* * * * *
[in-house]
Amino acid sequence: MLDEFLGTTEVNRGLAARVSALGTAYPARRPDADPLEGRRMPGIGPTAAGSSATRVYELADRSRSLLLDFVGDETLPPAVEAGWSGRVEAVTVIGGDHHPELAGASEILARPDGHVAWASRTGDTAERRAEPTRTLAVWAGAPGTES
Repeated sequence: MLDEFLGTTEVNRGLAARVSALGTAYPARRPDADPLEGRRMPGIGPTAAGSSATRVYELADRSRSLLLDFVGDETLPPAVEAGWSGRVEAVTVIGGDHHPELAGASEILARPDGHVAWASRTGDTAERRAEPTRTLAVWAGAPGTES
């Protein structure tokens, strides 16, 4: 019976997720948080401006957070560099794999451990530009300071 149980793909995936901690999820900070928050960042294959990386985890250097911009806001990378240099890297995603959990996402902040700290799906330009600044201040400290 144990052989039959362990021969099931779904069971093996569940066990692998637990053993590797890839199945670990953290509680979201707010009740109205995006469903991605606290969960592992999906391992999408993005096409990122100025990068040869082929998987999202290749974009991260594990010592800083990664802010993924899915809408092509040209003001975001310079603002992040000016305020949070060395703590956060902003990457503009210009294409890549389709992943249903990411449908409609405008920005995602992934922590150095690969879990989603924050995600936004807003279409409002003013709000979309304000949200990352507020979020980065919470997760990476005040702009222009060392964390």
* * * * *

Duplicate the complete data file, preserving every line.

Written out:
[in-house]
Amino acid sequence: MLDEFLGTTEVNRGLAARVSALGTAYPARRPDADPLEGRRMPGIGPTAAGSSATRVYELADRSRSLLLDFVGDETLPPAVEAGWSGRVEAVTVIGGDHHPELAGASEILARPDGHVAWASRTGDTAERRAEPTRTLAVWAGAPGTES
Repeated sequence: MLDEFLGTTEVNRGLAARVSALGTAYPARRPDADPLEGRRMPGIGPTAAGSSATRVYELADRSRSLLLDFVGDETLPPAVEAGWSGRVEAVTVIGGDHHPELAGASEILARPDGHVAWASRTGDTAERRAEPTRTLAVWAGAPGTES
């Protein structure tokens, strides 16, 4: 019976997720948080401006957070560099794999451990530009300071 149980793909995936901690999820900070928050960042294959990386985890250097911009806001990378240099890297995603959990996402902040700290799906330009600044201040400290 144990052989039959362990021969099931779904069971093996569940066990692998637990053993590797890839199945670990953290509680979201707010009740109205995006469903991605606290969960592992999906391992999408993005096409990122100025990068040869082929998987999202290749974009991260594990010592800083990664802010993924899915809408092509040209003001975001310079603002992040000016305020949070060395703590956060902003990457503009210009294409890549389709992943249903990411449908409609405008920005995602992934922590150095690969879990989603924050995600936004807003279409409002003013709000979309304000949200990352507020979020980065919470997760990476005040702009222009060392964390």